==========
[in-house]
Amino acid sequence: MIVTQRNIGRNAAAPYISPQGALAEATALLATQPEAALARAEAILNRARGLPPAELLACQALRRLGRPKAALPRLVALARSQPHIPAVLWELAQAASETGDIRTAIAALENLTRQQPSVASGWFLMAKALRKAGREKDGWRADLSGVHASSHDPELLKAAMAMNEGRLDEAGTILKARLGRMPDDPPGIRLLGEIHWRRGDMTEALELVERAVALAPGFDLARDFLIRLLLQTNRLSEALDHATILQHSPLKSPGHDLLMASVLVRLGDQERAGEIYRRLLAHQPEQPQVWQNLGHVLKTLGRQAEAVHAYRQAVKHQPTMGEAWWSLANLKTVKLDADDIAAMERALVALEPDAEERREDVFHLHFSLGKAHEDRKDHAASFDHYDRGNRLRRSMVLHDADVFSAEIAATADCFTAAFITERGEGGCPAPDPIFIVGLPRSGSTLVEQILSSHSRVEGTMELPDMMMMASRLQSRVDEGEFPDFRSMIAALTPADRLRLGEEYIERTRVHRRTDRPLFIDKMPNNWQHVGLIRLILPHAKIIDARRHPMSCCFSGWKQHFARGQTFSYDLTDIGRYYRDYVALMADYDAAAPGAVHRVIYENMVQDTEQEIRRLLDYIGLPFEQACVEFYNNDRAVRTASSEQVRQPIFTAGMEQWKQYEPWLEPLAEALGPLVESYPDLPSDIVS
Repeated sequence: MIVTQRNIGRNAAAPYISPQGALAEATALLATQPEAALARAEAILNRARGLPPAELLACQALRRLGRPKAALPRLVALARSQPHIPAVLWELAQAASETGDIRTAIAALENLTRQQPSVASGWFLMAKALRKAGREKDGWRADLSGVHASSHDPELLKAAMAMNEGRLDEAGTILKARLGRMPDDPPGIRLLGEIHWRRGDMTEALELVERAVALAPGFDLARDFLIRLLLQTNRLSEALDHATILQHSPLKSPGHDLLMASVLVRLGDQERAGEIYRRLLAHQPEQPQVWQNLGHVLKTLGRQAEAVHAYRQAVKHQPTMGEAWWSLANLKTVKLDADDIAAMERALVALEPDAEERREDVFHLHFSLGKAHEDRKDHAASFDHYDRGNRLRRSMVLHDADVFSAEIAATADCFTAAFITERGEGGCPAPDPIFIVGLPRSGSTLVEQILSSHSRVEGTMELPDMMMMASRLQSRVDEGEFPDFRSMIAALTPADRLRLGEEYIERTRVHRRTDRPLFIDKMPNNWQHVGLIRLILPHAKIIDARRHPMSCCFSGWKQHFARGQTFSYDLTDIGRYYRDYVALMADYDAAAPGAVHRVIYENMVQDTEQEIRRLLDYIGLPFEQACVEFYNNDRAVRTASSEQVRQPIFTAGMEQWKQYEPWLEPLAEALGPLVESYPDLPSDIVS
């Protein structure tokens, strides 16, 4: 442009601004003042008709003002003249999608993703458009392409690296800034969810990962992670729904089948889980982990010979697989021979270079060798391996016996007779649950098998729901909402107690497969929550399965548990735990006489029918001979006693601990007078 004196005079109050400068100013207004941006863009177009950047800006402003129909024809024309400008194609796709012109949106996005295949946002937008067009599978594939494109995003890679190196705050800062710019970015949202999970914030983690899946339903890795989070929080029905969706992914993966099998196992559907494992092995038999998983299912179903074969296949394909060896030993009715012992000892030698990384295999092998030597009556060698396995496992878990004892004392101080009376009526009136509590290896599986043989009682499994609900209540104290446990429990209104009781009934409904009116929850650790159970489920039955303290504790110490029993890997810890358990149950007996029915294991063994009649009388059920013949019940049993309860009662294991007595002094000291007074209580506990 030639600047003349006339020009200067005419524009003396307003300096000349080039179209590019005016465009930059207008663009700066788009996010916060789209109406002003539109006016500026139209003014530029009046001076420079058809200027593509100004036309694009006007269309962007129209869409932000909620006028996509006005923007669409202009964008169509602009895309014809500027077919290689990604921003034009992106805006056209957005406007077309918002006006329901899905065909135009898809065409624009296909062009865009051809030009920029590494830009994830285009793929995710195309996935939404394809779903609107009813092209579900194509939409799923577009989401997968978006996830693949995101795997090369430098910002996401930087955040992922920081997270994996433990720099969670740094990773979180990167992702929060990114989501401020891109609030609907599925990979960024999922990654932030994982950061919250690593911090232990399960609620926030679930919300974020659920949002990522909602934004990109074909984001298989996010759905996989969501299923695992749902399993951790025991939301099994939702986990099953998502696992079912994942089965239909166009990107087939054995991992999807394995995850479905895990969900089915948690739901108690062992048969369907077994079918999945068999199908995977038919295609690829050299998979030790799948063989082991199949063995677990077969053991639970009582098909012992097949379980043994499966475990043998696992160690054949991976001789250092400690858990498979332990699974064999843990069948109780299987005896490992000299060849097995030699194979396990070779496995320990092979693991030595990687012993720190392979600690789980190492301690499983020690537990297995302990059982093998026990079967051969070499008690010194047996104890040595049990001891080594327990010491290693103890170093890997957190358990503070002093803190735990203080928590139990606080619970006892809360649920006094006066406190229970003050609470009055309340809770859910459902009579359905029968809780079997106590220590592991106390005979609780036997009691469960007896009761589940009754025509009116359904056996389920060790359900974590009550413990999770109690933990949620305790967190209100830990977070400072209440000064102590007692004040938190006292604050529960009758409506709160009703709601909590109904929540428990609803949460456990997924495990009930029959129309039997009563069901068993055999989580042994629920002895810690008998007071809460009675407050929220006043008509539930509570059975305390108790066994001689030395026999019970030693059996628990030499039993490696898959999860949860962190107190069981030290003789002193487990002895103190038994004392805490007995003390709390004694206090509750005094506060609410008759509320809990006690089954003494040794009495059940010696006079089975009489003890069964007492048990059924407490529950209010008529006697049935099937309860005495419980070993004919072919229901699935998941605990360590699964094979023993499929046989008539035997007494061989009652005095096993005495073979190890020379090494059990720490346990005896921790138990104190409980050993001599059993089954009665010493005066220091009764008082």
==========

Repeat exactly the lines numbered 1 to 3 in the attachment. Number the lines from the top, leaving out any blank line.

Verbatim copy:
[in-house]
Amino acid sequence: MIVTQRNIGRNAAAPYISPQGALAEATALLATQPEAALARAEAILNRARGLPPAELLACQALRRLGRPKAALPRLVALARSQPHIPAVLWELAQAASETGDIRTAIAALENLTRQQPSVASGWFLMAKALRKAGREKDGWRADLSGVHASSHDPELLKAAMAMNEGRLDEAGTILKARLGRMPDDPPGIRLLGEIHWRRGDMTEALELVERAVALAPGFDLARDFLIRLLLQTNRLSEALDHATILQHSPLKSPGHDLLMASVLVRLGDQERAGEIYRRLLAHQPEQPQVWQNLGHVLKTLGRQAEAVHAYRQAVKHQPTMGEAWWSLANLKTVKLDADDIAAMERALVALEPDAEERREDVFHLHFSLGKAHEDRKDHAASFDHYDRGNRLRRSMVLHDADVFSAEIAATADCFTAAFITERGEGGCPAPDPIFIVGLPRSGSTLVEQILSSHSRVEGTMELPDMMMMASRLQSRVDEGEFPDFRSMIAALTPADRLRLGEEYIERTRVHRRTDRPLFIDKMPNNWQHVGLIRLILPHAKIIDARRHPMSCCFSGWKQHFARGQTFSYDLTDIGRYYRDYVALMADYDAAAPGAVHRVIYENMVQDTEQEIRRLLDYIGLPFEQACVEFYNNDRAVRTASSEQVRQPIFTAGMEQWKQYEPWLEPLAEALGPLVESYPDLPSDIVS
Repeated sequence: MIVTQRNIGRNAAAPYISPQGALAEATALLATQPEAALARAEAILNRARGLPPAELLACQALRRLGRPKAALPRLVALARSQPHIPAVLWELAQAASETGDIRTAIAALENLTRQQPSVASGWFLMAKALRKAGREKDGWRADLSGVHASSHDPELLKAAMAMNEGRLDEAGTILKARLGRMPDDPPGIRLLGEIHWRRGDMTEALELVERAVALAPGFDLARDFLIRLLLQTNRLSEALDHATILQHSPLKSPGHDLLMASVLVRLGDQERAGEIYRRLLAHQPEQPQVWQNLGHVLKTLGRQAEAVHAYRQAVKHQPTMGEAWWSLANLKTVKLDADDIAAMERALVALEPDAEERREDVFHLHFSLGKAHEDRKDHAASFDHYDRGNRLRRSMVLHDADVFSAEIAATADCFTAAFITERGEGGCPAPDPIFIVGLPRSGSTLVEQILSSHSRVEGTMELPDMMMMASRLQSRVDEGEFPDFRSMIAALTPADRLRLGEEYIERTRVHRRTDRPLFIDKMPNNWQHVGLIRLILPHAKIIDARRHPMSCCFSGWKQHFARGQTFSYDLTDIGRYYRDYVALMADYDAAAPGAVHRVIYENMVQDTEQEIRRLLDYIGLPFEQACVEFYNNDRAVRTASSEQVRQPIFTAGMEQWKQYEPWLEPLAEALGPLVESYPDLPSDIVS